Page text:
- Educational Value: Above all, the blog should be a valuable resource to expand the reader's knowledge, regardless of the source, even if the reader does not understand or agree with the blogger's practices. For example, I am not a trader or market timer but traders can provide a wealth of information; therefore, I find educational value in their economic and market perspectives.
I also diligently researched the blogs in a similar way as I would for mutual funds:
- I started with a universe of hundreds of financial blogs that I selected from my own personal favorites, other "top financial blog" lists, and especially blogs that other bloggers consistently use and/or recommend;
- then I narrowed the list to 15 "finalists;"
- then visited each finalist several times per day for two weeks;
- and strategically eliminated blogs until I ended with a diverse set of 8 blogs...
And here's my blog portfolio:
The Big Picture - Author, Barry Ritholtz, is the "Chief Market Strategist for Ritholtz Research, an independent retail and institutional research firm, specializing in the analysis of macroeconomic trends and the capital markets." Like a true "financial philosopher," Barry's critical reasoning finds doubt in nearly everything he sees, hears, or reads, especially anything originating from the federal government. Mr. Ritholtz also attracts a large amount of seemingly well-informed readers (mostly traders) who frequently post comments (both critical and supportive of Barry's posts). Often, just reading the comments on this blog can be more educational and informative than most other financial blogs out there. Simply put, The Big Picture is the only macro-economic blog you need.
Minyanville is a media company that delivers in its promise to help "secure your future... feed your brain... and make you smile" with a broad mix of financial "infotainment" in a timely, intelligent, entertaining, and insightful delivery. Minyanville has much to offer for just about everyone from the sophisticated trader to individual investors while making otherwise complex content easy to navigate.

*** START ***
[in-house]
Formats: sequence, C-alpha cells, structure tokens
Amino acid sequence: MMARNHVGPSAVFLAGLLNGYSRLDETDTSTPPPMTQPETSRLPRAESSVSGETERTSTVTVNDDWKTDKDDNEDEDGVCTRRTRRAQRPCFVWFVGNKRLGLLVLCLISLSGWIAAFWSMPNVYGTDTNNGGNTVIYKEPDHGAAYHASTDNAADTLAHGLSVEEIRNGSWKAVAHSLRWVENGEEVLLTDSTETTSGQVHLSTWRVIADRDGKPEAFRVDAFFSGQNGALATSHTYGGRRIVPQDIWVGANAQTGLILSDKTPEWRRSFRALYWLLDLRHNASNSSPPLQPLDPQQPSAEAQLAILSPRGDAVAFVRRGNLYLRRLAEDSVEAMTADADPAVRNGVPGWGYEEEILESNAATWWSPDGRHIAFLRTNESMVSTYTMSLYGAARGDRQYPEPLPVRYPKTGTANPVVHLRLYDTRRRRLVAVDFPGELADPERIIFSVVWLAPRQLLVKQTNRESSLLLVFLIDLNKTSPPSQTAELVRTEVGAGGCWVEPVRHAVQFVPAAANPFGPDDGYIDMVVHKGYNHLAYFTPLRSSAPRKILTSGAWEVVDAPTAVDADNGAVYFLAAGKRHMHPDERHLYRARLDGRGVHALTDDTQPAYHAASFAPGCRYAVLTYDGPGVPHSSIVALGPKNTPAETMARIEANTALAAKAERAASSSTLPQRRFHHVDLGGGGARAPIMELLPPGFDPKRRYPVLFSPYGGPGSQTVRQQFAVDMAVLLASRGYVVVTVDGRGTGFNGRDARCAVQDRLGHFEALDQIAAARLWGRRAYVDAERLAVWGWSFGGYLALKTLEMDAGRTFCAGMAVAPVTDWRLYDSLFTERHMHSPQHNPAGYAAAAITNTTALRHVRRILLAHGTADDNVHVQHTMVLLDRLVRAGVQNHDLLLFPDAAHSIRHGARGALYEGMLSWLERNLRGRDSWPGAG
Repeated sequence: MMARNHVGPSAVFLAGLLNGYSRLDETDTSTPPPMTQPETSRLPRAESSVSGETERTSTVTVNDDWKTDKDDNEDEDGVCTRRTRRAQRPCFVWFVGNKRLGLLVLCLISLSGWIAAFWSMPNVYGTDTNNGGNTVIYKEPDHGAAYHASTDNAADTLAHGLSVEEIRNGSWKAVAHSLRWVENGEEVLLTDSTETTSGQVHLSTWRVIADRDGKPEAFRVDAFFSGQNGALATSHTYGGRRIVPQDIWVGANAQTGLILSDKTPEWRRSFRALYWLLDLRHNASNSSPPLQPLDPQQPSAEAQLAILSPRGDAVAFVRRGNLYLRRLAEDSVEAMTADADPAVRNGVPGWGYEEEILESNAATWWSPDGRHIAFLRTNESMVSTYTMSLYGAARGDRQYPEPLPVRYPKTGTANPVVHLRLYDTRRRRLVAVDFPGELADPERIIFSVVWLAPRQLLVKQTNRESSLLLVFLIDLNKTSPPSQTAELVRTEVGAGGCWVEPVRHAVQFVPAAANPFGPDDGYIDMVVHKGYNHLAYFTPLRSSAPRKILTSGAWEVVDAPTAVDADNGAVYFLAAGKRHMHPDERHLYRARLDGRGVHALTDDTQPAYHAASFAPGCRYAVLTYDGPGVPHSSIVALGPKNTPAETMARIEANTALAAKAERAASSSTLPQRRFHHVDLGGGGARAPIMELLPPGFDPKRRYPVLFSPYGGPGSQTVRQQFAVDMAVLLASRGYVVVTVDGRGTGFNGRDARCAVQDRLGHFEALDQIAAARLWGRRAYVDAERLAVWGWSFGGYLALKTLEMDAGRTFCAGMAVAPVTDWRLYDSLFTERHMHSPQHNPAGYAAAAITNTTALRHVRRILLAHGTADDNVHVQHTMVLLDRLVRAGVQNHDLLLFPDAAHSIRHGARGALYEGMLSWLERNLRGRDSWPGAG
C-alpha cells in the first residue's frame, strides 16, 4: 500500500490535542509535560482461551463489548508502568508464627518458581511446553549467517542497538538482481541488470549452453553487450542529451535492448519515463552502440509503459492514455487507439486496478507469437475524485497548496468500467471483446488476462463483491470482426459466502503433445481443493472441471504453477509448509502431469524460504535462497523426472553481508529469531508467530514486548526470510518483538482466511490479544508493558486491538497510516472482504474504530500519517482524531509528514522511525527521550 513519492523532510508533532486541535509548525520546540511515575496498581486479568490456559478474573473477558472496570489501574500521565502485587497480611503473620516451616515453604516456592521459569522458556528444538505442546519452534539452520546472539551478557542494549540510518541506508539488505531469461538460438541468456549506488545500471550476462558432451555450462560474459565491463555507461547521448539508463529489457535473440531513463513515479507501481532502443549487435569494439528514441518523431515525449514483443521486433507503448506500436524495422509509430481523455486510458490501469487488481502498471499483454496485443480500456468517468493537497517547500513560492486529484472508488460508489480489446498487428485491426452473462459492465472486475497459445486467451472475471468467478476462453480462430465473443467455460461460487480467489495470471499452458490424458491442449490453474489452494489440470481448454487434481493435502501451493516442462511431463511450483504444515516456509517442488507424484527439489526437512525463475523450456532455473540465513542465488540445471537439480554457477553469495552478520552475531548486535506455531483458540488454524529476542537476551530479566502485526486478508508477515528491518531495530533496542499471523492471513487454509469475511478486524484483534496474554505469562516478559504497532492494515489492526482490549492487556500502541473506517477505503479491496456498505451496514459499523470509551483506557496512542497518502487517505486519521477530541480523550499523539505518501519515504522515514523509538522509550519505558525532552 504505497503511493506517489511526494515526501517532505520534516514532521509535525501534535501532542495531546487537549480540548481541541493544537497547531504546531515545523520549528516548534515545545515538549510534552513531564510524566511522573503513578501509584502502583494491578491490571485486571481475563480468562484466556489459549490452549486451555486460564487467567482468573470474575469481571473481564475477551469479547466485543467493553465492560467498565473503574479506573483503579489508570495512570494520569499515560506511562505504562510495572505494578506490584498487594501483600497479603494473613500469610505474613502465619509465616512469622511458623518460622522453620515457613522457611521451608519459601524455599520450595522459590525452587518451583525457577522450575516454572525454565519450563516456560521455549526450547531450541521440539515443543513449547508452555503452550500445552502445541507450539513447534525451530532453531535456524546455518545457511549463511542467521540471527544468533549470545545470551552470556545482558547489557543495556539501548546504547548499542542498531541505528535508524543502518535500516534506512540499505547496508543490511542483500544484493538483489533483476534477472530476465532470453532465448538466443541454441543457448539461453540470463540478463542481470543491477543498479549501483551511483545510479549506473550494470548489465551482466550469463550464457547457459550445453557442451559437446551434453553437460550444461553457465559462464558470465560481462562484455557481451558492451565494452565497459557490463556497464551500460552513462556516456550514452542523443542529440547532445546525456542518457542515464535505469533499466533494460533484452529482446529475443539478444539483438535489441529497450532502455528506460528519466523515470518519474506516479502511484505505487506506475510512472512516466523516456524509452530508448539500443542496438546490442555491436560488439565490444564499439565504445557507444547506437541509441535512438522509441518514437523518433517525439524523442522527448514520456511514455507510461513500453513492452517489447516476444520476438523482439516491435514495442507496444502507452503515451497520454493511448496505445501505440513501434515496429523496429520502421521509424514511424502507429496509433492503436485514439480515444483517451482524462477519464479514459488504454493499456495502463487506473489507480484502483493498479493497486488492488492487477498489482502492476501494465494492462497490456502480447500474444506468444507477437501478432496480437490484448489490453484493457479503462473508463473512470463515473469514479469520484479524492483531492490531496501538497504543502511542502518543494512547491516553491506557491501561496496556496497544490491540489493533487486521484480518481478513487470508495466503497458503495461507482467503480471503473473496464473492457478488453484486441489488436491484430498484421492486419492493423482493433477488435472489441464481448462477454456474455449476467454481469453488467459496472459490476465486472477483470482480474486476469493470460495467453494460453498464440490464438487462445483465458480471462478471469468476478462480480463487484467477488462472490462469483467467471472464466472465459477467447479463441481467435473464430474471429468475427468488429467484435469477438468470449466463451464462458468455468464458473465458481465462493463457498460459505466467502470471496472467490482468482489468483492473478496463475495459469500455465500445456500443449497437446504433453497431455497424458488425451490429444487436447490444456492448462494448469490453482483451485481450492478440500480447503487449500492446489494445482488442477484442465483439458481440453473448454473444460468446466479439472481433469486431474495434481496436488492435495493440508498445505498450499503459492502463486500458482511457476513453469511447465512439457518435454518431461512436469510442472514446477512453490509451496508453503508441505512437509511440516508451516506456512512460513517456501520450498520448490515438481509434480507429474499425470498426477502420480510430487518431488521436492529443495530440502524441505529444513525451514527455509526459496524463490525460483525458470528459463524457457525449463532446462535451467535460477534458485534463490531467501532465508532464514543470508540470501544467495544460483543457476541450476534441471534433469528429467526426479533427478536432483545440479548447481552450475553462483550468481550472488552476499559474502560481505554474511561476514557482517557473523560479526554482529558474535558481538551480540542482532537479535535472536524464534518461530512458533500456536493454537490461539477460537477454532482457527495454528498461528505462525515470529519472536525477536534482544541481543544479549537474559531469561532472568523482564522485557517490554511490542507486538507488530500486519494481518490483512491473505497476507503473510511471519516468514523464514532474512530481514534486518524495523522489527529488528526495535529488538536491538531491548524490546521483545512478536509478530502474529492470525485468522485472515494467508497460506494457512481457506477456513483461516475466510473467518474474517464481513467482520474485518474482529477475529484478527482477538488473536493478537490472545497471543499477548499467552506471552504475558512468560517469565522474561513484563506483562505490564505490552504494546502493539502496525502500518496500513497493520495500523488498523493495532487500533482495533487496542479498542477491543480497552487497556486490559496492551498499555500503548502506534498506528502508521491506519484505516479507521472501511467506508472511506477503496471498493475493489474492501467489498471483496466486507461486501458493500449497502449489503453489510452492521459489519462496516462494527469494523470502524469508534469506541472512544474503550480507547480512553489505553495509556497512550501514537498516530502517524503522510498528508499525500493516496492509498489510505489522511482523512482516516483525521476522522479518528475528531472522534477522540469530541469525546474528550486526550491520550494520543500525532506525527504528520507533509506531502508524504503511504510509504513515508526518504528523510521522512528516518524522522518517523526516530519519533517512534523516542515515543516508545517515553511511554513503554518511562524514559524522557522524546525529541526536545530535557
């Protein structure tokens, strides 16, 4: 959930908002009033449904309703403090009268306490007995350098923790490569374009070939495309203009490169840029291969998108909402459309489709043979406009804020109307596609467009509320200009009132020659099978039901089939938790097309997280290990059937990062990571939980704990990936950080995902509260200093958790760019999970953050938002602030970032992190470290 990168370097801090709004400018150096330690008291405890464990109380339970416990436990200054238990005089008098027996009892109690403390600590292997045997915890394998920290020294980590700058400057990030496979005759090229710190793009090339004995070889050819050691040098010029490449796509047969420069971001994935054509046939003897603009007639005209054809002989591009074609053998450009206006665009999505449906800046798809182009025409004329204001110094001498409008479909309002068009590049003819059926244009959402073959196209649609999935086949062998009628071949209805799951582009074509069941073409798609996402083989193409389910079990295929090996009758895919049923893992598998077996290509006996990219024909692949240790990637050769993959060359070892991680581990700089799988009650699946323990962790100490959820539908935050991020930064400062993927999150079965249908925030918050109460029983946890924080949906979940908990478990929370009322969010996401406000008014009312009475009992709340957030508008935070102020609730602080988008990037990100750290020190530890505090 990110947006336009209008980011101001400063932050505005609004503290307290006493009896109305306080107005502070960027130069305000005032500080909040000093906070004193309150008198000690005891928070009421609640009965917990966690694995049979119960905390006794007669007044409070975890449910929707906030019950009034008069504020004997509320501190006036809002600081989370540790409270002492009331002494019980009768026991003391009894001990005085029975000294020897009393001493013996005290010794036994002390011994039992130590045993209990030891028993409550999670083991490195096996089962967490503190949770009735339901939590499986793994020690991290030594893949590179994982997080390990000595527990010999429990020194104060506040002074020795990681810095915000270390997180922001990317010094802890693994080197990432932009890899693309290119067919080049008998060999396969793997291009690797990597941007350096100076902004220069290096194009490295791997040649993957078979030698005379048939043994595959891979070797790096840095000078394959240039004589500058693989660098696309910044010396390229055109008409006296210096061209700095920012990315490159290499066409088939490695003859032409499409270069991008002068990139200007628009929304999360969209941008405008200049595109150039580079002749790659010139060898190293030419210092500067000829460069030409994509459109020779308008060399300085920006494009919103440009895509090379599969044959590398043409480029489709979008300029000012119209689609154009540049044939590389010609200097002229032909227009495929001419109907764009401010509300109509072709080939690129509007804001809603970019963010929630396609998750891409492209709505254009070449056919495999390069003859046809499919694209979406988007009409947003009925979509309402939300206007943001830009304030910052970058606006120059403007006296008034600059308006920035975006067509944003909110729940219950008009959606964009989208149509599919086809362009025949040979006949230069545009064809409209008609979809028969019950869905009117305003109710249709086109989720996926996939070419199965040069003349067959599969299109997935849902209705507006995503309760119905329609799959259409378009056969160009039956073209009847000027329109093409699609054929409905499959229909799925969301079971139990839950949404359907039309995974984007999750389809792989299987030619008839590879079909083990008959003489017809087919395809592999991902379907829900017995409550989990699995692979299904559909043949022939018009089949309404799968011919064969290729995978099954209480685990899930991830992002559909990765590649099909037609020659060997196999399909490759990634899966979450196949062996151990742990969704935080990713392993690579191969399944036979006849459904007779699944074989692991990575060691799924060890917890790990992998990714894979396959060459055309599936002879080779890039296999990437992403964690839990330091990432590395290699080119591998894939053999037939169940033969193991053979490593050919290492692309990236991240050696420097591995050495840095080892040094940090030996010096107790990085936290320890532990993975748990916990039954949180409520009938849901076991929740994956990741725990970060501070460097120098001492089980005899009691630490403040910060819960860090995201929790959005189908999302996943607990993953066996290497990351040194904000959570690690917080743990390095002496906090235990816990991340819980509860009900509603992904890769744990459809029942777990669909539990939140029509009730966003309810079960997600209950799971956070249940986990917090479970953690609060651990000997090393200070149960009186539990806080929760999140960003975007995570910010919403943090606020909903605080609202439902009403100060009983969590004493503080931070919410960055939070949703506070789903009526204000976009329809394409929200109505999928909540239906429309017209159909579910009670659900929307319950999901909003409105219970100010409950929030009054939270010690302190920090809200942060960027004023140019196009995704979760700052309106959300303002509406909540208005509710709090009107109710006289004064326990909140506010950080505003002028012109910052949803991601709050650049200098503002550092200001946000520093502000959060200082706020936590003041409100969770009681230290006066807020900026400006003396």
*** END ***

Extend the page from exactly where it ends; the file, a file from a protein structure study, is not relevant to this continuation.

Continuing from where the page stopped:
The Kirk Report is written by professional trader, Charles E. Kirk, who aims to "help the 'little guy' investor and to provide food for thought." To make a living at trading stocks, the trader must pour over (and understand) a significant amount of information. Kirk demonstrates what I perceive to be the greatest and most necessary character trait of a blogger -- the passion of seeking knowledge and sharing it with others. I was not surprised to learn that Kirk has a degree in philosophy...
Finance Trends Matter is what I consider a blog aggregator, which essentially means author, David Shvartsman, compiles articles from other blogs in one post. Now that's efficient! David does an excellent and consistent job of examining "trends that drive investment markets and shape our world" while adding words of his own for a rounded perspective.